Let’s look at Australia and Aboriginal Australians.

Firstly, Diamond tells us [what we Aussies already know] that “Australia is by far the driest, smallest, flattest, most infertile, climatically most unpredictable, and biologically most impoverished continent”.

He also contends that “most laypeople would describe as the most salient feature of Native Australian societies their seeming ‘backwardness.’ Australia is the sole continent where, in modern times, all native peoples still lived without any of the hallmarks of so-called civilization—without farming, herding, metal, bows and arrows, substantial buildings, settled villages, writing, chiefdoms, or states. Instead, Australian Aborigines were nomadic or semi-nomadic hunter-gatherers, organized into bands, living in temporary shelters or huts, and still dependent on stone tools”. The question is, why?

The simple answer is that Aboriginal Australians had no other option than to remain hunter-gatherers. There is not a single animal indigenous to Australia that could be (or has ever been) domesticated and farmed as a food source. Similarly the only plant indigenous to Australia that has ever been farmed is the macadamia. Hence the people had to live off the land as small groups of nomads. They were unable to create permanent settlements that could develop into villages, towns and cities. The other main (geographic) factor inhibiting Aboriginal Australian development was the remoteness.

Many other characteristics of how and why Aboriginal Australians lived can be explained in the approach Diamond takes in his book.  “The reason we think of Aborigines as desert people is simply that Europeans killed or drove them out of the most desirable areas, leaving the last intact Aboriginal populations only in areas that Europeans didn’t want”. The story is the same for native Americans.

Diamond also explains his theory with regards the development throughout the world in North and South America, Africa, China, Japan, Korea and South-East Asia, New Guinea and the Pacific Islands. The improvements in food production and the consequential “civilising” effects on the various locations and societies is a factor of geography and often the starting dates from which that process started.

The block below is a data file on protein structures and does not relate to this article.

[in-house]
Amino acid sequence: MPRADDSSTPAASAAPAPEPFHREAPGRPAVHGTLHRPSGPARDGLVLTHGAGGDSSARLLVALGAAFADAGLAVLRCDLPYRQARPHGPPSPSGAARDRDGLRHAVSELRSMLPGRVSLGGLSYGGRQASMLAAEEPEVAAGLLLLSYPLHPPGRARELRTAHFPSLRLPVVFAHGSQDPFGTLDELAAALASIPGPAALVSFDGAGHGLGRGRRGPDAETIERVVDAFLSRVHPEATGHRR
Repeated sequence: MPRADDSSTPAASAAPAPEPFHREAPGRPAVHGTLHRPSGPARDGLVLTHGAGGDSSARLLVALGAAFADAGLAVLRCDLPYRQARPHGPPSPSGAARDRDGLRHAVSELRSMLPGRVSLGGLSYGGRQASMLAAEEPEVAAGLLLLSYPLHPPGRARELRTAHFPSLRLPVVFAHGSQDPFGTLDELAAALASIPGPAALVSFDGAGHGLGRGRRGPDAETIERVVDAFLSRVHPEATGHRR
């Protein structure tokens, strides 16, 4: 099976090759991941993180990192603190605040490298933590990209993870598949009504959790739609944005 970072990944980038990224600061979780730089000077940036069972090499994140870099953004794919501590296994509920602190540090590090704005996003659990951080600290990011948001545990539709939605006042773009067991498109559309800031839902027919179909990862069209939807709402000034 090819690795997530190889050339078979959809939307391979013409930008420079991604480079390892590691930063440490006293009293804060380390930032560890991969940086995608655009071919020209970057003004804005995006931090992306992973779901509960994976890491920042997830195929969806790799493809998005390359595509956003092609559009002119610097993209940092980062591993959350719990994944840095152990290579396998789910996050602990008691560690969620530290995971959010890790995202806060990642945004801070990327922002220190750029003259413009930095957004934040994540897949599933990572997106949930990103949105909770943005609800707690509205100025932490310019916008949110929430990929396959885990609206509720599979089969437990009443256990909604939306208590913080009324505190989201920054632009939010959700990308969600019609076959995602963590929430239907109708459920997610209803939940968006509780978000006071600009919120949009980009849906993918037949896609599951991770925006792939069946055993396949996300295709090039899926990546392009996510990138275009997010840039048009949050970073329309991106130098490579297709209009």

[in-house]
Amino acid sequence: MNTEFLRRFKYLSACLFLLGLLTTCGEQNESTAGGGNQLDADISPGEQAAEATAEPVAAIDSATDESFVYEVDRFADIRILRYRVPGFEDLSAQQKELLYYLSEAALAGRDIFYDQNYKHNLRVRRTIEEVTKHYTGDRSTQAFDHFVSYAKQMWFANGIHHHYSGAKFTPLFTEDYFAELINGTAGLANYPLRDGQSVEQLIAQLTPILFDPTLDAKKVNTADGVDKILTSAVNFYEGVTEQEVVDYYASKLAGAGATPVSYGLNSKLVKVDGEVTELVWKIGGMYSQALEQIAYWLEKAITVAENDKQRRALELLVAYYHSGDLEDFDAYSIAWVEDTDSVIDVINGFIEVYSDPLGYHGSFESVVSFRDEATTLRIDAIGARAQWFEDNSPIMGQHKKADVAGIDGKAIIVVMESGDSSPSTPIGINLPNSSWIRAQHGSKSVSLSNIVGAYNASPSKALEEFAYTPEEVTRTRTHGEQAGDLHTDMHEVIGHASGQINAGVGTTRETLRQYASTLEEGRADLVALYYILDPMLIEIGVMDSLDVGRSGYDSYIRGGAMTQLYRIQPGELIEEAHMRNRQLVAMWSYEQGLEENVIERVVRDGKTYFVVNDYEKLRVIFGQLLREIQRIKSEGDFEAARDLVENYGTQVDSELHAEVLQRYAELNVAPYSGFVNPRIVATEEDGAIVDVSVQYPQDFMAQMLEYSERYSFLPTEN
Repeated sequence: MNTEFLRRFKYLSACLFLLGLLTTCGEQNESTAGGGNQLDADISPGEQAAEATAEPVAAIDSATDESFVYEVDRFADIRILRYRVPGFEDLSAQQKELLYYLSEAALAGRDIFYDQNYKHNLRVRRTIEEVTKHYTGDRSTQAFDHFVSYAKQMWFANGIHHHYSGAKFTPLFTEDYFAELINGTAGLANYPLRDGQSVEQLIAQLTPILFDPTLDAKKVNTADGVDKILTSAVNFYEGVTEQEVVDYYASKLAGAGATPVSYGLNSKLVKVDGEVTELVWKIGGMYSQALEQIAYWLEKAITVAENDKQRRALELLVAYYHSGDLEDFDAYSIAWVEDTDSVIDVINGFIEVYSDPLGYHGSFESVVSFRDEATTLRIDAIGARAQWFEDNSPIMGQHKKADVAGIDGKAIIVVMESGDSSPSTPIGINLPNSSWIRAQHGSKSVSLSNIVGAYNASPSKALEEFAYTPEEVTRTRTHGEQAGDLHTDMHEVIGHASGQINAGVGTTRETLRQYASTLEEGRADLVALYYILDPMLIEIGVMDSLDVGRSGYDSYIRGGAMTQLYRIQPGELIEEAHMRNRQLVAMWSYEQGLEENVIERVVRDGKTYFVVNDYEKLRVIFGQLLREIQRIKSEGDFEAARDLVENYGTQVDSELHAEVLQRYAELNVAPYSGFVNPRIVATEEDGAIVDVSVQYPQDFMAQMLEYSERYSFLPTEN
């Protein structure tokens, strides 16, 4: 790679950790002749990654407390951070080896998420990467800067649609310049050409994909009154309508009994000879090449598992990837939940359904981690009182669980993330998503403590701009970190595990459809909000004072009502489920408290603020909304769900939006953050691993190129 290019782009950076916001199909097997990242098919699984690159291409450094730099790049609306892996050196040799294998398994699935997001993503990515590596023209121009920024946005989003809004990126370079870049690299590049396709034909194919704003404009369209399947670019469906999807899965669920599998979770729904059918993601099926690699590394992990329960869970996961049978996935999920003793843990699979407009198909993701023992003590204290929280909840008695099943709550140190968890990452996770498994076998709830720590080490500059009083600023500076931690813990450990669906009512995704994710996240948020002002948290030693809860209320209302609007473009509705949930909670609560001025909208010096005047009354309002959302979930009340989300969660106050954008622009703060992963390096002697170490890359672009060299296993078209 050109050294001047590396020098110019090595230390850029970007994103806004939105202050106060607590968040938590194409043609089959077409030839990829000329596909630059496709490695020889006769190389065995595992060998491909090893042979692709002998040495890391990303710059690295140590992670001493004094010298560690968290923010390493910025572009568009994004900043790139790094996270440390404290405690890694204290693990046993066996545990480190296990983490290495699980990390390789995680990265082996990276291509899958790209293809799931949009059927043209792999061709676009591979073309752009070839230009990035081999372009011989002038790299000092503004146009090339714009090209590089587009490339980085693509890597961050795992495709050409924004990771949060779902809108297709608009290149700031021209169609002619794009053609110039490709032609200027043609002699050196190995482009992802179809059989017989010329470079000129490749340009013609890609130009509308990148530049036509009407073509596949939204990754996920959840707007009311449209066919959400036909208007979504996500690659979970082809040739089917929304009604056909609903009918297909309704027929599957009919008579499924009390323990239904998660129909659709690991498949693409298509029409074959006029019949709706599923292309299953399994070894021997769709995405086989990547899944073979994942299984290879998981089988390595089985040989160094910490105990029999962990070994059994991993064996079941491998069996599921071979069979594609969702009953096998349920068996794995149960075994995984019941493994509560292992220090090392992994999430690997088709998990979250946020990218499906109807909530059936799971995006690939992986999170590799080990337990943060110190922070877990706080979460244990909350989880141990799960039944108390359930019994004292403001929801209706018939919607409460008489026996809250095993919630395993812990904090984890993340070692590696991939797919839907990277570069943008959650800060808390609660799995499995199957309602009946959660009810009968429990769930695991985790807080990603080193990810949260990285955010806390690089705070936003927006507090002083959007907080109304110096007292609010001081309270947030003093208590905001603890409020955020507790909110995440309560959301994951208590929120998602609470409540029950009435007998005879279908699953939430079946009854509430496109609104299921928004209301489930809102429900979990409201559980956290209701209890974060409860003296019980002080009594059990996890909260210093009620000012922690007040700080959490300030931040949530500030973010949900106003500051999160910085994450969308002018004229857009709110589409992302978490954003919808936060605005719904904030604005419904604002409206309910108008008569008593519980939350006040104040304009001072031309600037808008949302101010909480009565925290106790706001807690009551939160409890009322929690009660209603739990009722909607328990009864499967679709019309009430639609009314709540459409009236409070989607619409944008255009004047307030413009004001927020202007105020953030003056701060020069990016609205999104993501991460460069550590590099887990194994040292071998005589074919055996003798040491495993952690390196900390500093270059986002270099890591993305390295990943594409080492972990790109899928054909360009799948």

Aboriginal Australians never had the opportunity to start that process before Europeans arrived.

William Ernest Morrison (1884 – 1951)

My grandfather William Ernest (Ernie) Morrison died when I was four years old and I had never met him because he and my grandmother had separated when my father was only twelve years old. Family members have indicated that he was a gentlemanly type who was generally well liked but because of such an early estrangement, little of the real details is known about him and his life. What we do know has been pieced together from oral history of family members and online records as more become available. My most recent discovery was a most exciting one, but before I get to that I will give a broad outline of his history.

William Ernest Morrison

We know he was born on the Isle of Man in 1884 and his father had become a gardener on the large estate of Kentraugh and then at Government House (see my previous post for John Morrison). The 1901 census shows the family living at Kentraugh: John and his wife Margaret (nee Christian) and children John James, William Ernest, Lydia Christian, Edith May and Thomas Henry. Ernie, aged 16 years was shown as also working as a gardener. The next record of Ernie was when he married my grandmother Elizabeth Caroline Marian Thomasina (Briscoe) Ramsden, known as Carrie, in 1912 at Campsie, New South Wales. How and when he arrived in Australia had always been unknown until this latest discovery.

Following the marriage the couple initially lived with Carrie’s widowed mother on her 13 acre farm at East Hill, near Bankstown some 20 kilometres southwest of Sydney. Ernie apparently worked on the property for a while, since his occupation was given as farmer when he married. There, the couple had two children, firstly Lydia Emily Christian and then my father Alfred Ernest, but shortly before his mother-in-law, Elizabeth Briscoe, died in 1917, the extended family had moved into town at Leonard Street, Bankstown. When Alfred was born Ernie was recorded as being a stonemason.